WASHINGTON (RNS)—Representatives of two black Baptist denominations—the Progressive National Baptist Convention and the National Baptist Convention USA—declared Oct. 9 they would stand apart from white liberals and conservatives alike while seeking to address a politically divided nation.
Rejecting the “politics of fear” they say has taken hold in this election season, the pastors assembled at the National Press Club said that race and spirituality should not be ignored as the two sides work to get out the vote.
“As the body of Christ, we do not serve as mere mascots of the liberal left, sent by patronizing paternalists to serve as the point on the head of their ideological spear,” reads a declaration released by Progressive National Baptist Convention President Timothy Stewart and Calvin Butts, the denomination’s social justice chair.
“Nor do we set horses with those of the religious right who hide their rampant racism and hysterical hypocrisy amidst the existential ruins of a morally and theologically bankrupt spirituality.”
‘An issue of justice’
Matthew V. Johnson Sr., the Birmingham, Ala., pastor who wrote the declaration, said in an interview white religious conservatives and liberals have focused on opposite sides of hot-button issues such as abortion and LGBTQ rights while not giving race and racism enough attention.
“It’s not just about black special interests,” said Johnson, vice chair of the Progressive National Baptists’ Social Justice Commission. “This is an issue of justice.”
At the news conference, Johnson noted Democrats and others protesting the nomination of now-Justice Brett Kavanaugh showed a lack of concern about the nominee’s record on race issues. Their indifference, Johnson said, is an example of “the problem that we have with the liberal left.”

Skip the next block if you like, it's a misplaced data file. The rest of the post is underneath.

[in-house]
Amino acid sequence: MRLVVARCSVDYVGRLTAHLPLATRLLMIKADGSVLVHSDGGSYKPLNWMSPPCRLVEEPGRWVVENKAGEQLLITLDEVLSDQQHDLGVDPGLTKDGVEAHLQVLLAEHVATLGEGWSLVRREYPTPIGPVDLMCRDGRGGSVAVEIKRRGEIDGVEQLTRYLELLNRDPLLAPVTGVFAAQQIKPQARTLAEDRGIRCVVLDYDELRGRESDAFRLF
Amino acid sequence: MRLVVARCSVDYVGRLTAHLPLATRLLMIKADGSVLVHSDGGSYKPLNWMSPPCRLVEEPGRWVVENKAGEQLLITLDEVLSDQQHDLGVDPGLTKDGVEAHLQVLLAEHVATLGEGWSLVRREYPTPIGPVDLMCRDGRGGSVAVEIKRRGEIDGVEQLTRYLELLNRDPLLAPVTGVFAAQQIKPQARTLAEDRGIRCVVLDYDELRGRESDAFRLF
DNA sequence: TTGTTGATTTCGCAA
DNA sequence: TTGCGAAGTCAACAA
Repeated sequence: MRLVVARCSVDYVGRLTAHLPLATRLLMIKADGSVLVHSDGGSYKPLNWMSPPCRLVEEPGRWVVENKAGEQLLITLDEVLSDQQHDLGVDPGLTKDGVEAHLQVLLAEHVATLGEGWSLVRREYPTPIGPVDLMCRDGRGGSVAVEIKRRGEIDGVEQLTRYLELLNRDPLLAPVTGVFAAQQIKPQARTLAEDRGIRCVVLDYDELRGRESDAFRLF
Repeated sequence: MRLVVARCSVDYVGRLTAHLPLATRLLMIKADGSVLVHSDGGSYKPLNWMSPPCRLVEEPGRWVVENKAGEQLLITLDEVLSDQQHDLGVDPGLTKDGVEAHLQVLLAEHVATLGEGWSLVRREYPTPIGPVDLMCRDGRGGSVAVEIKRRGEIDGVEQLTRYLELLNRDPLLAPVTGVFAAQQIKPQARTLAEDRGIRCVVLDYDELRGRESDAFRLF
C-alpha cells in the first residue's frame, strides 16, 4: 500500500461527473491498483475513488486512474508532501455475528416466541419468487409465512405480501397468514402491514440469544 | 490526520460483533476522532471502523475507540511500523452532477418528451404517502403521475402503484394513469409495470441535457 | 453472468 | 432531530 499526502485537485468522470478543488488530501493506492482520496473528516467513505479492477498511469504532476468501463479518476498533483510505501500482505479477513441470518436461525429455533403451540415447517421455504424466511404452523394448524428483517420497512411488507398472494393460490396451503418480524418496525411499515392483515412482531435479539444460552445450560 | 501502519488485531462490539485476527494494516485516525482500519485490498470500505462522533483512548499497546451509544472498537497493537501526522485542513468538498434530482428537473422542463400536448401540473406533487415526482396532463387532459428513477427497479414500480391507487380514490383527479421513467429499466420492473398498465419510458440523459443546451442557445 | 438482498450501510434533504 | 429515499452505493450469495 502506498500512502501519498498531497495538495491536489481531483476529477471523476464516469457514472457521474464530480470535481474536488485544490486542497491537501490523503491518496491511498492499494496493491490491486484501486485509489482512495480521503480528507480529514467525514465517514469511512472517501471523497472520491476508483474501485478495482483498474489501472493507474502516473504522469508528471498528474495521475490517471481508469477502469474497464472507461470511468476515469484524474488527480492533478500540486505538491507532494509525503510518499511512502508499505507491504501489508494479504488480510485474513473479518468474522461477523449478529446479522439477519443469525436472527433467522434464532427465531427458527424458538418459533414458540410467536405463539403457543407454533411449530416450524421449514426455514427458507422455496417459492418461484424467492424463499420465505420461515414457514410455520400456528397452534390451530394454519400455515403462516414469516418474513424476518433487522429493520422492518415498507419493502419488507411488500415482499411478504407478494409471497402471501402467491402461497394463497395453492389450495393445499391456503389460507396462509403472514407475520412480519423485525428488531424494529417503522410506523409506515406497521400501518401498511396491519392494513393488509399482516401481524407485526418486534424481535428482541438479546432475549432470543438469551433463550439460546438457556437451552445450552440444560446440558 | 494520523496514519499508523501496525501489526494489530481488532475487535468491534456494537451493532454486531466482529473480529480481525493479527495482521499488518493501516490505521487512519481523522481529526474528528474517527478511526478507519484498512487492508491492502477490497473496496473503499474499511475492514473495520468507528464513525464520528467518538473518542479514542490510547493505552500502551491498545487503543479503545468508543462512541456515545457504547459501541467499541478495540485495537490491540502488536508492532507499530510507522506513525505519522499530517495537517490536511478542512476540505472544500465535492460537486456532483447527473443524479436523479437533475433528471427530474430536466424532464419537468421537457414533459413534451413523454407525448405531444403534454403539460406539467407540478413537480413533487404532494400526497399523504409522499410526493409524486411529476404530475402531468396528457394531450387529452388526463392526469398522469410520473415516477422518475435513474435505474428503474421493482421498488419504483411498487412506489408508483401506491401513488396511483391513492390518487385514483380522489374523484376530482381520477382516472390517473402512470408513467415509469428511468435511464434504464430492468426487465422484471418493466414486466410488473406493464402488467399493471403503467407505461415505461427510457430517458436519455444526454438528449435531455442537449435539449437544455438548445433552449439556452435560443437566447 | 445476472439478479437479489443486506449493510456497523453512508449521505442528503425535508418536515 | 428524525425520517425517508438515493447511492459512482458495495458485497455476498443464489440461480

The Progressive National Baptists, the denomination of Martin Luther King Jr., formed as a breakaway group from the National Baptist Convention in the 1960s after the National Baptist Convention opposed sit-ins and other civil rights protests. The presence of Amos Brown, social justice chair of the National Baptist Convention, demonstrated his group’s support for the younger denomination’s declaration.
Butts, senior pastor of New York’s Abyssinian Baptist Church, said that as black preachers, “We have our own view of the gospel message which is the only authentic view.”
Naming Franklin Graham, Jerry Falwell Jr. and Paula White—all members of the Religious Right— Butt said: “They’re heretics as far as we’re concerned—hypocrites. And we need to be unafraid to say this and stand firmly on who we are.”
Not just about President Trump
At its annual meeting in August, the Progressive National Baptist Convention protested Trump administration policies it believes are harmful to the poor, people of color and working-class families.
But the October declaration states that the nation’s current cultural crisis is not the sole fault of its president.
“The presidency of Donald Trump is not the cause of the American malady but a symptom, a consequence, an effect; although by the aid and abetting of the present administration the sickness has received license and worsened,” the declaration reads.
Speakers at the news conference said getting out the vote could be just one effect of their declaration.
Brown emphasized the need to “get rid of this excuse: ‘My vote won’t count.’”
“Every vote counts. We’ve got to get that over to our congregations,” he said.
Butts anticipated the declaration also would lead to other steps, including black church support of personal withdrawing of money from banks, such as Wells Fargo, for their role in the subprime mortgage crisis that has disproportionately affected minority homeowners.
“We will be asking our churches to focus on action against these banks,” Butts said. “And always remember that when this economy booms, it is usually at the exploitation of black and brown people.”
Others attending the declaration announcement included representatives of the Church of God in Christ, the Interfaith Alliance, the National African American Clergy Network and the Ecumenical Poverty Initiative.